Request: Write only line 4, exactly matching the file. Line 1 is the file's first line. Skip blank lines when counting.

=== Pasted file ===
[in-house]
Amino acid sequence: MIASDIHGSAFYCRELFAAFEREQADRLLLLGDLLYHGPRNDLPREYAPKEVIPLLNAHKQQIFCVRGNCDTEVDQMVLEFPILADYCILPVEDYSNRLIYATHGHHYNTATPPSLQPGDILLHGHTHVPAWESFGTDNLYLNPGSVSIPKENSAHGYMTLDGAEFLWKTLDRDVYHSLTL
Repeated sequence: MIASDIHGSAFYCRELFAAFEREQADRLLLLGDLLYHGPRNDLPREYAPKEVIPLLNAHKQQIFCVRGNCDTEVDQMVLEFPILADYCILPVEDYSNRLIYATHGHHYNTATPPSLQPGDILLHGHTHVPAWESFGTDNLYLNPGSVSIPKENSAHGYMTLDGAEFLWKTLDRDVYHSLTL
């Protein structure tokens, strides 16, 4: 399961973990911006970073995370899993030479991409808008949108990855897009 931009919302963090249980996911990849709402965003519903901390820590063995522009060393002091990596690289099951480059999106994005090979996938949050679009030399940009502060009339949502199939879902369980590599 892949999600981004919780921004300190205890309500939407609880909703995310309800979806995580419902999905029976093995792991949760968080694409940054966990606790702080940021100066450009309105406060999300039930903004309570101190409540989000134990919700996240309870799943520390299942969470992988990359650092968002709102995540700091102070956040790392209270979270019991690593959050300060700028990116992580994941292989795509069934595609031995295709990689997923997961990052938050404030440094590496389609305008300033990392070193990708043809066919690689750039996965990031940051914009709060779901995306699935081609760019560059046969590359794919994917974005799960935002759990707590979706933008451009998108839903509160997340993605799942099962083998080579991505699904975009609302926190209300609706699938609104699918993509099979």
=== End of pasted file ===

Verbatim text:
């Protein structure tokens, strides 16, 4: 399961973990911006970073995370899993030479991409808008949108990855897009 931009919302963090249980996911990849709402965003519903901390820590063995522009060393002091990596690289099951480059999106994005090979996938949050679009030399940009502060009339949502199939879902369980590599 892949999600981004919780921004300190205890309500939407609880909703995310309800979806995580419902999905029976093995792991949760968080694409940054966990606790702080940021100066450009309105406060999300039930903004309570101190409540989000134990919700996240309870799943520390299942969470992988990359650092968002709102995540700091102070956040790392209270979270019991690593959050300060700028990116992580994941292989795509069934595609031995295709990689997923997961990052938050404030440094590496389609305008300033990392070193990708043809066919690689750039996965990031940051914009709060779901995306699935081609760019560059046969590359794919994917974005799960935002759990707590979706933008451009998108839903509160997340993605799942099962083998080579991505699904975009609302926190209300609706699938609104699918993509099979």